One house of note is a former home of John Jacob Astor IV. He dominated the fur trade in the 19th century and made the island its commercial hub, bringing sellers and buyers from America and Canada together and in doing so making himself a zillionaire on the backs of millions of small furry animals. Astor’s wealth was legendary but even his extreme riches could not help him on April 15, 1912 when he perished aboard the RMS Titanic, the richest man on the maiden voyage at an estimated worth of $87 million (that would be $2.3 billion today). His wife Madeleine had chosen the transatlantic trip because she found out she was pregnant and wanted their child to be born in America. They joined the ship with their staff at Cherbourg in northern France full of good cheer and optimism, but tragically fate had a cruel and bitter destiny in store for them. Following the ship’s collision with an iceberg on the evening of the 14th, the father-to-be died dutifully early the next day under the ‘women & children first’ order whilst Madeleine and her maid managed to scramble from her first class accommodation into Lifeboat 4 to survive. Her last act before she left the ill-fated ship was to hand over her valuable fur shawl to third-class passenger Leah Aks to keep her young son warm. Pure theater with a touch of dramatic irony. Those Titanic stories really are the stuff of movies.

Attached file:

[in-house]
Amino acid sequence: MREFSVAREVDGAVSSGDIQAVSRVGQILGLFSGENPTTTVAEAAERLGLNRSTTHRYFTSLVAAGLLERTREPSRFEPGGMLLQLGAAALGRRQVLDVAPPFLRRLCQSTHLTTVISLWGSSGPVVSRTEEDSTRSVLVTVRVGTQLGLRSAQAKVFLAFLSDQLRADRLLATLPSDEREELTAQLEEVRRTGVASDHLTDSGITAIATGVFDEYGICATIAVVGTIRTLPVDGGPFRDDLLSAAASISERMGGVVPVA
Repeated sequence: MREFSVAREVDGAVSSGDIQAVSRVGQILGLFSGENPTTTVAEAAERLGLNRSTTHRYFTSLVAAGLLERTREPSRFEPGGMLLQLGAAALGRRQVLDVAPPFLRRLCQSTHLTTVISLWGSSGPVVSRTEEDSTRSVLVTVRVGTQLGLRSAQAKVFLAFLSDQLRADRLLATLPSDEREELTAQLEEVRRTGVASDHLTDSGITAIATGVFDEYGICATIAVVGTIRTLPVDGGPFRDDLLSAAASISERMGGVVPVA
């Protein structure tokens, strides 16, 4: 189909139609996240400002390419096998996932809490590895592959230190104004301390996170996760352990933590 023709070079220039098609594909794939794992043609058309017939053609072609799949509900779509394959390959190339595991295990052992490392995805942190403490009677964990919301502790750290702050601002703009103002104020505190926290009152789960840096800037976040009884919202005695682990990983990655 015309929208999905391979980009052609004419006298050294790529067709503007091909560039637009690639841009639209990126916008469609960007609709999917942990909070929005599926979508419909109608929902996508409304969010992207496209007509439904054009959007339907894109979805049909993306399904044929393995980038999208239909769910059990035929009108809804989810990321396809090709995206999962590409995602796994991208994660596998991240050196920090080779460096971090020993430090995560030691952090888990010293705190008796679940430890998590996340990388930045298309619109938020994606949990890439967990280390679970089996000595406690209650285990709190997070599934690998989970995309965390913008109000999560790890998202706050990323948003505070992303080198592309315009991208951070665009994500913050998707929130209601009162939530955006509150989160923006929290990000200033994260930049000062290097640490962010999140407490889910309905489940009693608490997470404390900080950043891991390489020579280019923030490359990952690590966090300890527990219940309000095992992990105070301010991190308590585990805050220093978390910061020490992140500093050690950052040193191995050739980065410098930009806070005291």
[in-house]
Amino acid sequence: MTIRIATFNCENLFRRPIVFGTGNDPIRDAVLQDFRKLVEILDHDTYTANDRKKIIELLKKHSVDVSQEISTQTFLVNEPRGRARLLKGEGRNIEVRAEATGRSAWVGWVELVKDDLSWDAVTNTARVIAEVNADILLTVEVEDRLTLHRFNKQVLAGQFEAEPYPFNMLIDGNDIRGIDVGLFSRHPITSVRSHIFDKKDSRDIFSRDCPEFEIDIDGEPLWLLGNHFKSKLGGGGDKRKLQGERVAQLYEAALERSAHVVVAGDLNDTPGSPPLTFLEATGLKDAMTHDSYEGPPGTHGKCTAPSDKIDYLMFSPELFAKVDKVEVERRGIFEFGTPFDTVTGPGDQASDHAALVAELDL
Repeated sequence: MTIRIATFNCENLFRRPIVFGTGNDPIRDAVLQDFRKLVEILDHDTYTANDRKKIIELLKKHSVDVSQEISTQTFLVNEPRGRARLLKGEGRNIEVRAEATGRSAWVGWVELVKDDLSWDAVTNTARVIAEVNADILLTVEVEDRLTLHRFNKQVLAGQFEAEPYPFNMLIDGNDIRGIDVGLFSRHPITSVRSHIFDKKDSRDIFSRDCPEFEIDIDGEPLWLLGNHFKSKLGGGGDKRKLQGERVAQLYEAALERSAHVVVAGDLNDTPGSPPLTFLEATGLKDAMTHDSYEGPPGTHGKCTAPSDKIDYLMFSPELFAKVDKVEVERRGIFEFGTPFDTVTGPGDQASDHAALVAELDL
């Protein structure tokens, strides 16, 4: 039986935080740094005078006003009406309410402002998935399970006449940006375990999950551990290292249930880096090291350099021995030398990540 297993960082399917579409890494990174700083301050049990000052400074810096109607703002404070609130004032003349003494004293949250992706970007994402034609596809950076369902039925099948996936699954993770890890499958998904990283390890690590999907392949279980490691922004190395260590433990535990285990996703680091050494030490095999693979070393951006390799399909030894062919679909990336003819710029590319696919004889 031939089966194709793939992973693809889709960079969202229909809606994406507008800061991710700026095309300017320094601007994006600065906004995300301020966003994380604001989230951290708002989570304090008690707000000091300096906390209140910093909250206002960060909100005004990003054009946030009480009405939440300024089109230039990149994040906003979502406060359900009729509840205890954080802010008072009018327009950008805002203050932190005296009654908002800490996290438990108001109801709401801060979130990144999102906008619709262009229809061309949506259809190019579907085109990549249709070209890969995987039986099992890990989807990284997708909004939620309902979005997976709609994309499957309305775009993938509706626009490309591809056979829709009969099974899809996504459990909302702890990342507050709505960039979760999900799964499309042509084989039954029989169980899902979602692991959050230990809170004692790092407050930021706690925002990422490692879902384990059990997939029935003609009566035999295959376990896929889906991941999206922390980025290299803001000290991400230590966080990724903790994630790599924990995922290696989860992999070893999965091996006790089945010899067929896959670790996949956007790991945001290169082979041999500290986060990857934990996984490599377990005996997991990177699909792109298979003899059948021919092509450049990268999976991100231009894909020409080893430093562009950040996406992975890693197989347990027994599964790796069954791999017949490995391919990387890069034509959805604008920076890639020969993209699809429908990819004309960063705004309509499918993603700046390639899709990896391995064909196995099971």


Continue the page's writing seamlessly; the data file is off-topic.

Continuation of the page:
The Grand Hotel

There is also the State Governor's 'Summer Palace" (above) grabbing the best view over the harbor and Lake Huron. We were guided throughout our visit expertly and cheerily by our great friends Dickie and Liz, who had come up from Grand Rapids to share this special moment with us and we were all in a state of elation to be taken on the leisurely, horse-drawn drive through the town, past the fort and along the miles of narrow tracks in acres of forest. For this island was in fact the second-ever National Park in the US, following the inspired premiere of Yellowstone. It is 80% untouched woodland which, on the day we were lucky enough to visit, was lit up by the glaring sun shining out of a blue July sky. This is a place worth going out of your way to experience. A piece of unspoiled living history and a sheer delight for any ardent traveller. Put it on the list, please.

 The elegant street of Mackinac Island

 The Grand Hotel 'taxi'

 The best view in town